The adoption of the Single European Act in 1986, which for the first time gave EU environmental policy a firm treaty basis, along with the Fifth Environment Action Programme, approved in 1993, really opened the door for the LIFE funding mechanism.These two developments set the pace of environmental reform for the next decade and the LIFE programme was one of the EU’s essential environmental tools.The programme also consists of a new category of projects, jointly funded integrated projects, which will operate on a large territorial scale.
The amended regulation (Regulation (EC) No 1404/96) stated that 46 percent of the programme budget should be dedicated to nature conservation actions - this programme strand became LIFE-Nature.
A further 46 percent was dedicated to 'other actions designed to implement EU environment policy and legislation.' This strand of the programme became LIFE-Environment.
A third strand (five per cent of the budget) addressed actions in countries on the shores of the Mediterranean and Baltic Seas - later LIFE-Third Countries - and accompanying and technical assistance measures (three per cent of the budget). LIFE-Environment projects had to contribute to innovation or policy implementation in the fields of environmental monitoring, clean technologies, waste management, the identification and rehabilitation of contaminated sites, the integration of environmental concerns in town and country planning, aquatic pollution reduction and the improvement of the urban environment.
The objective was to demonstrate new methods and techniques that would have the potential for pan-European application and would pave the way for implementation of existing policies in different environmental fields, or for the future development of policy.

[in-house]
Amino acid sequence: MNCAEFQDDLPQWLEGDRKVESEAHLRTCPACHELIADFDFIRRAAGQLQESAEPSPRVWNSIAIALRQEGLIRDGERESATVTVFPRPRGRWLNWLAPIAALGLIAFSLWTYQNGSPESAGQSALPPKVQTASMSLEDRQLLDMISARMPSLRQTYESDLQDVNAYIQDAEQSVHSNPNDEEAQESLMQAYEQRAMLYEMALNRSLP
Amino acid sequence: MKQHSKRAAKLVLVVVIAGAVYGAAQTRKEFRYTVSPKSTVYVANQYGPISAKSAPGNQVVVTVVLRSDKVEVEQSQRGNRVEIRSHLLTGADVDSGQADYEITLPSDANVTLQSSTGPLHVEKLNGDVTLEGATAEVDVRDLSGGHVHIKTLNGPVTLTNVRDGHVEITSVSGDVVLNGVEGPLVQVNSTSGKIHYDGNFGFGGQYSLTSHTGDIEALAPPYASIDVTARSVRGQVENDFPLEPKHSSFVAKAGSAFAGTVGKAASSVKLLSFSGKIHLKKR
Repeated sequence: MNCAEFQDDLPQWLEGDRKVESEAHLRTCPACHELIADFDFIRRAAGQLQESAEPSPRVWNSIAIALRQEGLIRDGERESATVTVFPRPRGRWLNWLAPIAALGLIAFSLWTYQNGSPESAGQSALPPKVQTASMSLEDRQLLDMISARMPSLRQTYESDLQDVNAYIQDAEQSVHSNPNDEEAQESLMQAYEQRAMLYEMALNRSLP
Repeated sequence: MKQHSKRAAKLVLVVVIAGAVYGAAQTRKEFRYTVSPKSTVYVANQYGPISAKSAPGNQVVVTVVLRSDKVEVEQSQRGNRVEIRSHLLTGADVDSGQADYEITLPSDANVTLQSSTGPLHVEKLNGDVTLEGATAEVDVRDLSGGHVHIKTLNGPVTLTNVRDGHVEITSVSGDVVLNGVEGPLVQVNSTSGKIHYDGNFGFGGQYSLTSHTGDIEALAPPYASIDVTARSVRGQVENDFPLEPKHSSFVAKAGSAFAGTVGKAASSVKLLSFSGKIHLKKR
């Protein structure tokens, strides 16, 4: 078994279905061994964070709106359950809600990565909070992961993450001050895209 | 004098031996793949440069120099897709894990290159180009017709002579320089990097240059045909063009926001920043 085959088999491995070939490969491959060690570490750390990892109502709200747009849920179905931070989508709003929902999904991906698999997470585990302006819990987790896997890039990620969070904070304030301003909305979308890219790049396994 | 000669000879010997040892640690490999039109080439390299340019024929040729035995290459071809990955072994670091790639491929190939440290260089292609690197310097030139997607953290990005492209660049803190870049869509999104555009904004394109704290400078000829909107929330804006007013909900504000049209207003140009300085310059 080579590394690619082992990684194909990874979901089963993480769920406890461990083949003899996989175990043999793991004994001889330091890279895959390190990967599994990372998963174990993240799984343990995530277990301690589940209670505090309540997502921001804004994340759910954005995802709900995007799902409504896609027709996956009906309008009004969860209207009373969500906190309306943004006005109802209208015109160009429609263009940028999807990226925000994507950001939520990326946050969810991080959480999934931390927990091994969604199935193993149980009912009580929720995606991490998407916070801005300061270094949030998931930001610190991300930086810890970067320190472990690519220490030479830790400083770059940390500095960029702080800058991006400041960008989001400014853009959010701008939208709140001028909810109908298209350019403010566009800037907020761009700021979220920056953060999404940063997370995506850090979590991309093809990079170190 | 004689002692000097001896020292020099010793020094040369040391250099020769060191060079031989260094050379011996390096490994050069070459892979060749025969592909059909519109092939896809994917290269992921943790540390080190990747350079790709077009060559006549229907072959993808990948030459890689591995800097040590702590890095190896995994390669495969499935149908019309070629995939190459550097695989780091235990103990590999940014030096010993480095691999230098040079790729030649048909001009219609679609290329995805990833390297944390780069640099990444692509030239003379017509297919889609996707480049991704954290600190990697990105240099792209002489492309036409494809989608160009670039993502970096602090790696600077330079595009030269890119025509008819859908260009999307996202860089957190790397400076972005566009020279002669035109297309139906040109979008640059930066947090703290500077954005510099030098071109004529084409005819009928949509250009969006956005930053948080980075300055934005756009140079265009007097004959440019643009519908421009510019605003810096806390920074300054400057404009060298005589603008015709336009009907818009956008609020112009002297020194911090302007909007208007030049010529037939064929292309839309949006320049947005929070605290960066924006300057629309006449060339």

The first phase of LIFE was succeeded by LIFE II, also running for four years but with an increased budget of ECU 450 million, covering an enlarged EU (Austria, Finland and Sweden joined in 1995).
With LIFE II, the programme was split into three categories - LIFE-Nature, LIFE-Environment and LIFE-Third Countries.During its first phase (LIFE I), which ran from 1992 to 1995, LIFE had a number of components: The rates of EU assistance for projects ranged from 30 percent for income-generating investments to 100 percent for technical assistance measures.For most projects in the first two categories described above, the level of assistance was limited to 50 percent of project cost.The LIFE multiannual work programme for 2014-2017 has been adopted by a Commission Decision on 19 March 2014, after having received a positive opinion of the Committee for the LIFE Programme for the Environment and Climate Action on 17 February 2014.The work programme applies from the date of its adoption and enters into force as of its publication in the Official Journal of the European Union.For the first time LIFE project funding also will be provided through innovative financial instruments.